‘No period’ pill leaves docs sceptical
24 May, 2007 l 0305 hrs ISTlKounteya Sinha/TIMES NEWS NETWORK
The pill does have side-effects like unscheduled bleeding and spotting and health professionals and gynaecologists in India have expressed doubts whether the pill will be a big hit here. They said that women do not always feel comfortable about missing a period and the health repercussions of stopping mensturation altogether were still unclear.
FDA approved the medication after clinical trials. Wyeth’s Lybrel contains 90 micrograms of progestin, levonorgestrel and 20 micrograms of Ethinyl Estradiol and suppresses periods for good.
The 365-day-pill works the same way as the present day contraceptives with 21-days on, seven-days off the pill cycle. The drug’s clinical trial involving 2,400 women, aged between 18-49 years, found Lybrel to be as effective at preventing pregnancy as standard birth control pills. It was able to suppress menstruation within the first year itself.
FDA, however, has warned that 41% of women using Lybrel in a study experienced unscheduled bleeding and spotting which declined over time. Wyeth plans to start Lybrel sales across the globe in July. The company hasn’t yet determined a price for 28-pill packs which contain a low dose of two hormones already widely used in birth-control pills, ethinyl estradiol and levonorgestrel. Lybrel provides a steady low dose of the hormones over 28 days and lowers production of hormones that make pregnancy possible besides preventing the stimulation of a menstrual cycle.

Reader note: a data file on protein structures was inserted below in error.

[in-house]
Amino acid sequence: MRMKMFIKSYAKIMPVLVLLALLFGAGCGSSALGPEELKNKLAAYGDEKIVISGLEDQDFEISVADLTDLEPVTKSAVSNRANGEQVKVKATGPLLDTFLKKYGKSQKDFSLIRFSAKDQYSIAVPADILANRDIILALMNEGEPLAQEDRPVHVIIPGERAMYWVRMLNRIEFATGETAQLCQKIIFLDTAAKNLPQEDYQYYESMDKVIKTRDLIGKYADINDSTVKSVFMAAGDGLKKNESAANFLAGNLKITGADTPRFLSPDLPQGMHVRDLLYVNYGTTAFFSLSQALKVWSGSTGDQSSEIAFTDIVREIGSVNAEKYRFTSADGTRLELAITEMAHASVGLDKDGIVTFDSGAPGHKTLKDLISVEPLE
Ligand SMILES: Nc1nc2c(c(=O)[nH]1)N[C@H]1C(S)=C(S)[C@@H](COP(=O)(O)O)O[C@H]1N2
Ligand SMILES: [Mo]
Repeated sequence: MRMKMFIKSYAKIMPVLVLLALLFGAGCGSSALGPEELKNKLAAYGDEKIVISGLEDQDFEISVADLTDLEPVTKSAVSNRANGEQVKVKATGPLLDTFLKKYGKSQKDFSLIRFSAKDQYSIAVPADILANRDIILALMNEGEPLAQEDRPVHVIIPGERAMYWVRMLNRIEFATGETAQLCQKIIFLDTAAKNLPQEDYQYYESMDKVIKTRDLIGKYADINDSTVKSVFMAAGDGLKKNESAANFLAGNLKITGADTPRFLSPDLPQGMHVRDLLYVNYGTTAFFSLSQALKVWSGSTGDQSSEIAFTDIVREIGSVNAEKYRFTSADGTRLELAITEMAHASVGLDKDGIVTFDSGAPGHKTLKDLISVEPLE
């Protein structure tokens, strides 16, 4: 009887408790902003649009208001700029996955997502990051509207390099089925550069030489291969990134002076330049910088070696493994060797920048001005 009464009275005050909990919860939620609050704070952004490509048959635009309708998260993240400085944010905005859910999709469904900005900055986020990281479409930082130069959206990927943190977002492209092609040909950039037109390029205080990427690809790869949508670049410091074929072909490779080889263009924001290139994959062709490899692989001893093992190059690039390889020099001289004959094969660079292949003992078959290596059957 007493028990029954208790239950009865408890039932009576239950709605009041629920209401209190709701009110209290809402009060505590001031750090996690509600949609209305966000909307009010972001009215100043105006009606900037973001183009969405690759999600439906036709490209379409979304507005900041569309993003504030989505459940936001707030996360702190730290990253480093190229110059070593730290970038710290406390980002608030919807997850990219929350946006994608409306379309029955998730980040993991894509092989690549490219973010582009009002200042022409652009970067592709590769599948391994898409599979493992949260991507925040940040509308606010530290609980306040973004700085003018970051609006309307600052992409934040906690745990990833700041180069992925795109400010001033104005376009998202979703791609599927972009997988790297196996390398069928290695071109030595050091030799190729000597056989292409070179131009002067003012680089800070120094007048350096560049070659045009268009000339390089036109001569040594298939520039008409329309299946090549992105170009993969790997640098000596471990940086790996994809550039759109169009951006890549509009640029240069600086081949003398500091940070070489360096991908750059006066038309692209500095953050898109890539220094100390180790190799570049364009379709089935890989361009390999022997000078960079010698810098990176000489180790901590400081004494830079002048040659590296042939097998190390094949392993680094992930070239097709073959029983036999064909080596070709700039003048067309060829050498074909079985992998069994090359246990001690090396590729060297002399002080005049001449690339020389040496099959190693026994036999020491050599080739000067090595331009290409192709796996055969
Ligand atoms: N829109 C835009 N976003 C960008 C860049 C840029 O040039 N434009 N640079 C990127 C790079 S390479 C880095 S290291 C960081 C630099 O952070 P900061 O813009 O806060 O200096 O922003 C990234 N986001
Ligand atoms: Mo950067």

While some present day pills shorten monthly periods to three days or less, others reduces them to four times a year. Gynaecologists in India remain sceptical about the pill’s appeal in India. According to Dr Sharmila Lal, "culturally, women in India are happier when they get their periods because common belief associates pregnancy with a missed period. Lybrel could be an option for anaemic women who will not lose blood every month."
Dr Duru Shah, former head of India’s Federation of Obstetrics and Gynaecologists Societies of India added, "elimination of a period today is for some women a lifestyle choice due to their careers. But I believe doing away with periods indefinitely is not a good idea. It will make it difficult for women to recognise if they have become pregnant. There may also be important health consequences." Quote